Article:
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propylene glycol (engine ice) has a LOWER boiling point, by about 10* C, than regular anti-freeze (ethylene glycol). so, no, engine ice does not raise the boiling point relative to a 50/50 mix of regular antifreeze and distilled water (it actually lowers the boiling point).

further, raising the boiling point of your coolant does NOT make your bike run cooler. it does prevent it from boiling over as soon, but that is not your bike running cooler...it's your bike continuing to run HOTTER instead of you shutting it off because it's boiling over.

evans is something completely different from engine ice. and it is a whole other debate...

I'm not saying anything about engine ice, but this is the claims they are claiming.

Seems to do its job just fine.

Evans, works wonders and wouldn't trade it for anything

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My bike noticeably ran cooler, I would buy it again.

what was likely happening is that, because propylene glycol is less efficient at heat transfer than ethylene glycol, your coolant was sucking less heat out of your head. thus, the *coolant* was staying cooler, but the head itself was probably running hotter.

many people confuse coolant temps with head temps.

your engine makes X amount of heat. it has to go somewhere...or stay in the engine parts.

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i'd love to hear the scientific explanation behind the alternative theory...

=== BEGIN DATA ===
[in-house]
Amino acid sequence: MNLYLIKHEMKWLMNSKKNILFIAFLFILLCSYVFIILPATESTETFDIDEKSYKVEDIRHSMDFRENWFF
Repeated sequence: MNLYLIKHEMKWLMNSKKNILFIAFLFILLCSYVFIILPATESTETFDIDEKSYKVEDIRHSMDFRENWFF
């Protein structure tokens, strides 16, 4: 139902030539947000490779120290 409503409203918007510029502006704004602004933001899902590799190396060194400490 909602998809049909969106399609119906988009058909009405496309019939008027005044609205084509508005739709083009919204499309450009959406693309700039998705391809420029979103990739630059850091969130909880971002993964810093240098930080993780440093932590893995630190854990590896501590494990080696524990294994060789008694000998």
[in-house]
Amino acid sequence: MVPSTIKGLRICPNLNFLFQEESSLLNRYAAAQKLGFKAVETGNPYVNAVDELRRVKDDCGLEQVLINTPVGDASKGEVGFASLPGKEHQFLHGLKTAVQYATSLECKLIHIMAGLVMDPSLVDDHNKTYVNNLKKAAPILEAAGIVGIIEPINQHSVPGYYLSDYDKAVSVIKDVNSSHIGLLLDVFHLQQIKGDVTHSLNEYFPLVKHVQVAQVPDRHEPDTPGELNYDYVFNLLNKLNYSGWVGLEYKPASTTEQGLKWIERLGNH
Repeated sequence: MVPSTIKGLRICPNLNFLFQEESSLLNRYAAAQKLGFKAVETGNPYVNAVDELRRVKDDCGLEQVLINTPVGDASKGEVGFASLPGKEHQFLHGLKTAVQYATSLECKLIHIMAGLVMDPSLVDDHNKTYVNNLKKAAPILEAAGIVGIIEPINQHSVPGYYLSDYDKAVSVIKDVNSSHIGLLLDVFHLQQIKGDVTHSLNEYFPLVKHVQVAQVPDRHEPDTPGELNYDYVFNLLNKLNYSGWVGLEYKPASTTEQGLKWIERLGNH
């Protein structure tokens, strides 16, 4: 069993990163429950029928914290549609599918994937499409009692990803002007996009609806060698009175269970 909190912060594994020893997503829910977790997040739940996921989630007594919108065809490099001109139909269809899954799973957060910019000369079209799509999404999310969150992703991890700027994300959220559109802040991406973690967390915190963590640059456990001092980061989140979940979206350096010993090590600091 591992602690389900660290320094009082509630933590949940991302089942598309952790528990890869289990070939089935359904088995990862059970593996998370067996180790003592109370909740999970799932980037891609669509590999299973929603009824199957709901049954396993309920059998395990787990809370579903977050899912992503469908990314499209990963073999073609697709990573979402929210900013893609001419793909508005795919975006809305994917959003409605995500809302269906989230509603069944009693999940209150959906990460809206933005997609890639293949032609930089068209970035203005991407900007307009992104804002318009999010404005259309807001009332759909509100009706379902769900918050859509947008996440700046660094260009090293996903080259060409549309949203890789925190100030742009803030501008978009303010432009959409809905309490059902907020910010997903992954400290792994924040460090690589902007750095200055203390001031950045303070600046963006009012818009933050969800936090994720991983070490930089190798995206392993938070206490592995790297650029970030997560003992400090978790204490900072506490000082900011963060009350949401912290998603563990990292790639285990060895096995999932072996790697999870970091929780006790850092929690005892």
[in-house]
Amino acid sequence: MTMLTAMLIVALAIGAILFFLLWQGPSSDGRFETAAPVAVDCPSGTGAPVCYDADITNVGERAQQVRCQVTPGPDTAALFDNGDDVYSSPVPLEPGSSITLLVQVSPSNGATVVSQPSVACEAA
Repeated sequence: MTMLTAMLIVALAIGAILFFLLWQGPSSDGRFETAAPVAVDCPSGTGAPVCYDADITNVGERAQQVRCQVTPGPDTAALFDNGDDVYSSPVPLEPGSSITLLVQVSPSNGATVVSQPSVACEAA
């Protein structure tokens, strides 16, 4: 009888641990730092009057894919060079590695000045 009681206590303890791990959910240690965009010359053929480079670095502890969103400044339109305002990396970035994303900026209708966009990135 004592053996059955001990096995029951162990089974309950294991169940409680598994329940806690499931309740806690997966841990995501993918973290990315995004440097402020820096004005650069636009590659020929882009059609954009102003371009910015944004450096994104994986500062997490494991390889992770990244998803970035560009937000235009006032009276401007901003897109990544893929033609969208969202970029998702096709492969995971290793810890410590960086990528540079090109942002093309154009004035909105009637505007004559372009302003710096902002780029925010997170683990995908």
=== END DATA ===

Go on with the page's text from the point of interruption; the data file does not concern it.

What is the Evans made of ? Is it worth the extra money? I just got a new husky and was going to use Evans in it.

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What is the Evans made of ? Is it worth the extra money? I just got a new husky and was going to use Evans in it.

A. Evans Waterless Coolants have a boiling point of over 180°C far greater than traditional coolants which boil at 100°C. Evans Waterless Coolant also removes the threat of corrosion, electrolysis, liner pitting, water pump cavitation, detonation and over heating.

B.Evans Waterless Coolant is a patented non-toxic liquid comprising of blended heat transfer fluids and a proprietary inhibitor package

You can add water

C.Yes, but only in an emergency. Evans Waterless Coolant is completely miscible with Water, however once you exceed 5% the benefits of Evans Waterless Coolant are compromised. We recommend that as soon as possible you refill with Evans Waterless Coolant to regain its benefits.

Q. What is bad about water in a coolant?

The boiling point of water is only 100°C.

Because an engine operates very close to the boiling point of water,(within the engine block and cylinder head boiling actually occurs), thus causing pressure within the cooling system.

The boiling point of water is the failure temperature of the cooling system.

Water vapour (steam) has almost no thermal conductivity.

Water is aggressive toward cooling system metals and promotes electrolysis between dissimilar metals within the cooling system.

Water contains Oxygen which encourages corrosion in any cooling system.